Even Greenberg started to seem happy with the plan. “I talk to him once a month or so,” Benmosche says. “I call and say, ‘I just want to tell you something, I’m really pissed. You always talk about what great people you had and they’re not so great when it comes to this.’ He says, ‘I’m gonna come over there and stick this up your ass and rarararrararararra,’ ” he growls, then smiles. “We really go at it. It’s fun.”
Then Benmosche was diagnosed with cancer.
He wouldn’t say what kind. As the head of a public company, he had to admit he was ill, but he wouldn’t give specifics, otherwise the actuaries on the company’s own payroll would begin to tally up how long he had left to live. Some people were anyway. “Joann Lublin wrote in The Wall Street Journal implying I should have done the right thing and resigned,” Benmosche sniffs. “Because I’m going to die anyway. Why make it awkward?”
Benmosche says he was “devastated” by the diagnosis. But outwardly, he did for himself what he had been doing for AIG: projected an image of health. “I feel good,” he told interviewers while trying to suppress hiccups from the chemotherapy. When the treatment gave him a skin condition, he grew a beard to cover it and went back to work. “I just didn’t want to spend a lot of time thinking about cancer.”
There was plenty to focus on at AIG, starting with the ongoing saga of AIA. At the beginning of that year, the chairman of AIG’s board, Harvey Golub, was furious when Benmosche nonchalantly informed him that Prudential had offered $34 billion, most of it cash, for the Asian life-insurance property, which he had all but accepted without the board’s input. “He said, ‘Why didn’t you ask me first?’ ” Benmosche shrugs. “I said, ‘I had nothing to ask you.’ ”
Benmosche and Golub, the former CEO of American Express, had never gotten along. Golub was a little too hands-on for his taste, and Golub felt Benmosche made rash, emotional decisions. “Harvey is so analytical,” says Russo, who counts Golub as a friend. “He felt as chairman that he should know things and question things.”
When they brought the offer to the board to vote on, Golub voted against it. He was skeptical of Prudential’s ability to come up with the cash, and suspected it was the first in a series of negotiations that, if they went any lower, might spoil the value of an IPO down the line. When half the board sided with the chairman, Benmosche simmered. What really pissed him off was Golub turned out to be right: Prudential’s shareholders balked at the price. When Benmosche came back with its reduced offer, the entire board voted against him, an episode that Businessweek called an “embarrassment for Benmosche.”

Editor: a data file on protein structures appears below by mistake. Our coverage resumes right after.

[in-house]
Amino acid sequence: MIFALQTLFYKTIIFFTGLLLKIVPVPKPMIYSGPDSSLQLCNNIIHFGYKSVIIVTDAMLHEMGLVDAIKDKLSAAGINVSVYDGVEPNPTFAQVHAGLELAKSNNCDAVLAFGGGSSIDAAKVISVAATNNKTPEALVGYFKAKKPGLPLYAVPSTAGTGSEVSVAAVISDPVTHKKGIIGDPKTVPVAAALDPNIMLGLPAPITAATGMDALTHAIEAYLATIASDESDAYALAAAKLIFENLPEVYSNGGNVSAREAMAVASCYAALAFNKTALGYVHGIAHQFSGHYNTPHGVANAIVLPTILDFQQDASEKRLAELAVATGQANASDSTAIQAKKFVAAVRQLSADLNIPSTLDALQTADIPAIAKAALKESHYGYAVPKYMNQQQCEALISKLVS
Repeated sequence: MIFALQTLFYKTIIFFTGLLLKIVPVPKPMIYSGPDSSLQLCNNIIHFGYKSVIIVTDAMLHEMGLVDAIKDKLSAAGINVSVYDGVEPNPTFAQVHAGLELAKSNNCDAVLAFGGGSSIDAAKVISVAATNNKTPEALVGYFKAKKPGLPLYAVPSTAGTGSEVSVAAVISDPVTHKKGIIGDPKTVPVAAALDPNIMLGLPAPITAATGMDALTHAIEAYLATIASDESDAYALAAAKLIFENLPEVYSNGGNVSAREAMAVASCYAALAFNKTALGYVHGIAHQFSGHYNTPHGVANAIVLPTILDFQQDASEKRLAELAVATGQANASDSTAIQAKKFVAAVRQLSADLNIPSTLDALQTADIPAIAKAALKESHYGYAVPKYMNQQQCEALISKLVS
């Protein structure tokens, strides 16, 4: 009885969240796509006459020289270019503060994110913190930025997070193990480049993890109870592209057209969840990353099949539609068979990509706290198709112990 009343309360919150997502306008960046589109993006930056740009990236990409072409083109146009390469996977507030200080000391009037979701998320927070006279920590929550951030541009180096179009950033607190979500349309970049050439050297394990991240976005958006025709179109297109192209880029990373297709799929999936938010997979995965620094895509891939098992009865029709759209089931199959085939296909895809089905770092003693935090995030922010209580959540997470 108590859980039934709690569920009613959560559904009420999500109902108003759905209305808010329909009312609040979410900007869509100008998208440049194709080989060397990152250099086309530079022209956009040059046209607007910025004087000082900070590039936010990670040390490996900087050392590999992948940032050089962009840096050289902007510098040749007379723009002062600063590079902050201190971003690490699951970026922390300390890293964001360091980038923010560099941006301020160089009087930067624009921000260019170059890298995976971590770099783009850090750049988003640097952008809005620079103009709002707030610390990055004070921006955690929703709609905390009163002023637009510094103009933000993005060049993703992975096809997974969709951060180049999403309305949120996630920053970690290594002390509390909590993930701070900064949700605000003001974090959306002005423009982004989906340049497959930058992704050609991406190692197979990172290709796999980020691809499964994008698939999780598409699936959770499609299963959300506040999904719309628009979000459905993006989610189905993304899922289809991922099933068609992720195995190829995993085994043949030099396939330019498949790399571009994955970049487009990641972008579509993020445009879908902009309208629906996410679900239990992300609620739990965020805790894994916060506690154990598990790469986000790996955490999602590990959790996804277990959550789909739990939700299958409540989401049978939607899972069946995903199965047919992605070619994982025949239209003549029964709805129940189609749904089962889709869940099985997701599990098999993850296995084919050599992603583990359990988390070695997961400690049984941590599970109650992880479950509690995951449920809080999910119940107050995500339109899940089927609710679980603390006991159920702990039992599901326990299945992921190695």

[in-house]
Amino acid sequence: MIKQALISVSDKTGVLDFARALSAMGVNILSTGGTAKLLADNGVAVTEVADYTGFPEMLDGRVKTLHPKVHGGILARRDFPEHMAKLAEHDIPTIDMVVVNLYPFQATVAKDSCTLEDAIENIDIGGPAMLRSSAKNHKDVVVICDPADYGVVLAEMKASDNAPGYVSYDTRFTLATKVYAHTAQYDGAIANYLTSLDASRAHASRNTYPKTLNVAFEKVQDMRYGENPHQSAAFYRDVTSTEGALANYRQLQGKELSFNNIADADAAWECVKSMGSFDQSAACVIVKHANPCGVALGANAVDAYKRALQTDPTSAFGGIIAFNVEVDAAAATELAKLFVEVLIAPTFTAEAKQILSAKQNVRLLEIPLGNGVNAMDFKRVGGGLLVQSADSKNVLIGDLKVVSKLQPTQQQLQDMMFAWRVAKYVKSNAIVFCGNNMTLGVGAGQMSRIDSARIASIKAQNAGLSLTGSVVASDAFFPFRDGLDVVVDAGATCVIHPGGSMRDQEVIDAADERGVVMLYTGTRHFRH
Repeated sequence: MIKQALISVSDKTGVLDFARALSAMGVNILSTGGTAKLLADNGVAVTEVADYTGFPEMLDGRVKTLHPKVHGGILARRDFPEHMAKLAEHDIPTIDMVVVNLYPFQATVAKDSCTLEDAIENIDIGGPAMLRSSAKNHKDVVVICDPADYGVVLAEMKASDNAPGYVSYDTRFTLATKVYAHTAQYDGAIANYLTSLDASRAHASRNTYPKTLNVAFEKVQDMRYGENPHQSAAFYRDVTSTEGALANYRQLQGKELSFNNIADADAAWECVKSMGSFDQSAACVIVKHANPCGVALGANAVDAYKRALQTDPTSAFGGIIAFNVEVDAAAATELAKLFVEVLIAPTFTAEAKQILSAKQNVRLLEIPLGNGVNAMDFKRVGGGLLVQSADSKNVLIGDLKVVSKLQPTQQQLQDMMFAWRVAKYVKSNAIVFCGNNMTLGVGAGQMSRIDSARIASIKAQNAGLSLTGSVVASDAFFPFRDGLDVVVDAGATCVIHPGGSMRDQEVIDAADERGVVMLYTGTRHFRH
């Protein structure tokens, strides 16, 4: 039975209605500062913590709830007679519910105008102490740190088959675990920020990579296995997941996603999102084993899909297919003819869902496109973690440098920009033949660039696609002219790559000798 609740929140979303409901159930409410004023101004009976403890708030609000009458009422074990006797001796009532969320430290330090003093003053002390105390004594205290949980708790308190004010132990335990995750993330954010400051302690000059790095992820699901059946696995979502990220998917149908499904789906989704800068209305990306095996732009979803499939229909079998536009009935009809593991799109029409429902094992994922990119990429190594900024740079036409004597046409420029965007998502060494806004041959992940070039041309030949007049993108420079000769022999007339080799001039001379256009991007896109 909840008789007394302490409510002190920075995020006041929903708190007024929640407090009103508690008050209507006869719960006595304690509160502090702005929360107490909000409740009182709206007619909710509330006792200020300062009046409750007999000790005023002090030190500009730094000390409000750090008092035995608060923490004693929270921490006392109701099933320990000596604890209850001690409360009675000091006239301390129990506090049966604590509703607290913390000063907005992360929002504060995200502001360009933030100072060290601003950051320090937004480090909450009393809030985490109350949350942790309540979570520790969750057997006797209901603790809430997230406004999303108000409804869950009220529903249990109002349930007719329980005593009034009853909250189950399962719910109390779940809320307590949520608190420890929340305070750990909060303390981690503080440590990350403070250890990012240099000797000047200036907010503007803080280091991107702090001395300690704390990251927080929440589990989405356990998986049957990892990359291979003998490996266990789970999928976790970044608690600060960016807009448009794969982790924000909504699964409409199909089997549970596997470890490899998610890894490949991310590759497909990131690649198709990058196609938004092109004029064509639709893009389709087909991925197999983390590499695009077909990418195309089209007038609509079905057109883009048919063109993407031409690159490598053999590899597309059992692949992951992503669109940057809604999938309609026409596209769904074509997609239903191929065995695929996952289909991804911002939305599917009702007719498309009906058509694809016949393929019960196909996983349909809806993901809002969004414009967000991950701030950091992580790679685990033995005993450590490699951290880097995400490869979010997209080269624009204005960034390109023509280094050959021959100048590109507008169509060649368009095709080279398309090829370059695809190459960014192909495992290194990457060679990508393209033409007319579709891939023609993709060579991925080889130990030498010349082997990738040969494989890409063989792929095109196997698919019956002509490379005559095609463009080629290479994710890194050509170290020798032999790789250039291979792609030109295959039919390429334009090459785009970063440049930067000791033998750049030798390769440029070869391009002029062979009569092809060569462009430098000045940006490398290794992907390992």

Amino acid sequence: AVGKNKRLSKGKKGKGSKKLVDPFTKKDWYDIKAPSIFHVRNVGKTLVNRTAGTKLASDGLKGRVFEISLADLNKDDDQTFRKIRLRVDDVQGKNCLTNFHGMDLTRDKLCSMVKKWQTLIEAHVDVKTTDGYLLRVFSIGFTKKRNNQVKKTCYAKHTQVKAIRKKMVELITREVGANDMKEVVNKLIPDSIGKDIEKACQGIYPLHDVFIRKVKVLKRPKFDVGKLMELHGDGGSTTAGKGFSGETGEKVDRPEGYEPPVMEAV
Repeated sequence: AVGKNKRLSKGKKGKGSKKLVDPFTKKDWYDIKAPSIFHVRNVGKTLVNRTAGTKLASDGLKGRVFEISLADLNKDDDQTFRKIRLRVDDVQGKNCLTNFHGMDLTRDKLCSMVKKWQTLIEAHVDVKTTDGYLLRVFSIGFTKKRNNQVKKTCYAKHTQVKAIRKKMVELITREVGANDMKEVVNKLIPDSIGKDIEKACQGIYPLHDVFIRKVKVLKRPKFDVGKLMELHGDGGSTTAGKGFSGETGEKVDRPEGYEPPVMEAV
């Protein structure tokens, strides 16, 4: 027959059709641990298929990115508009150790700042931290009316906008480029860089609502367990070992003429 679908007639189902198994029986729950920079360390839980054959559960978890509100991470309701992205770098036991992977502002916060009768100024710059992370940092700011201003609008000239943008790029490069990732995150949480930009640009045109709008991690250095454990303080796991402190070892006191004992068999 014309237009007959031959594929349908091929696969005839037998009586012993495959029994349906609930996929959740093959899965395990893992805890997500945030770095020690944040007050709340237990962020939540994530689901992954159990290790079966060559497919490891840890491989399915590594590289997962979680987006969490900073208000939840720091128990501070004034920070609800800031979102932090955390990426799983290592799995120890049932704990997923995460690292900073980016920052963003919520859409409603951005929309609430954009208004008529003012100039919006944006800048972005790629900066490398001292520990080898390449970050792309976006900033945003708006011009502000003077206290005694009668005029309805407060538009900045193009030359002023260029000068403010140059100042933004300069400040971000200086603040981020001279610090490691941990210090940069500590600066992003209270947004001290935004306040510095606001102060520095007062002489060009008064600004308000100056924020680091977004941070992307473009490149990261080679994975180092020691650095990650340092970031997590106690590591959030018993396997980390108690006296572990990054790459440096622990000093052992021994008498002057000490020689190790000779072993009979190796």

At the next board meeting, he presented the board with another ultimatum: Either the chairmen went or he did. “Only one of us is going to make it through this,” he said, with Golub sitting right next to him. “You have to make a choice.”
Once again, the board panicked. That night, Millstein took Golub, an old friend, for dinner to gently nudge him in the direction of the door. “You really want to put this company through its fifth CEO in five years?” he asked. Golub chewed thoughtfully.
“He’s going to do this again six months from now, you know.” he said. “Every year from now.”
When Millstein arrived the next day, he was told the issue had been resolved. He was relieved that Golub had done as he asked. At the end of the day, he packed up his things and waved good-bye to Benmosche, who beckoned him over. “I won’t be here when you get back,” the CEO hissed. “I have written my letter of resignation. It’s not resolved.”
Millstein stared at him. “Go to your office,” he said through gritted teeth. Then he called Golub out of the meeting.
“What’s going on?” he asked.
“I haven’t decided,” Golub said. “If he’s decided, that’s the decision.’”
“You go to your office,” Millstein snapped. He went to inform the board they needed to make a decision. He’d barely finished speaking when the boardroom doors swung open. “And there’s Harvey,” Millstein recalls. “And he says, ‘I would like the opportunity to talk to my board.’ So Sarah Dahlgren and I go to get up, and he says, ‘No, I want you and Sarah to be here. I really think this is important we all think this through together. Don’t get up.’ I’m like, please let me get up.”
Golub was emotional as he relayed his concerns about Benmosche, and he spoke at length. When he stopped, one of the directors, Morris Offit, stood up. “He said, ‘Harvey, I don’t think there is anyone on this board that Bob likes less than me,’ ” recalls Millstein. “ ‘And I don’t think there’s any member of this board that likes Bob less than I like Bob. But he’s done a great job, rebuilding the management team, rebuilding the spirit of the firm, giving these guys energy and direction and a sense of purpose again. Harvey, I think the world of you, but I think for the good of the firm you have to resign, and I reach this conclusion reluctantly because I count you as a friend, and Bob and I are not friends.’ ”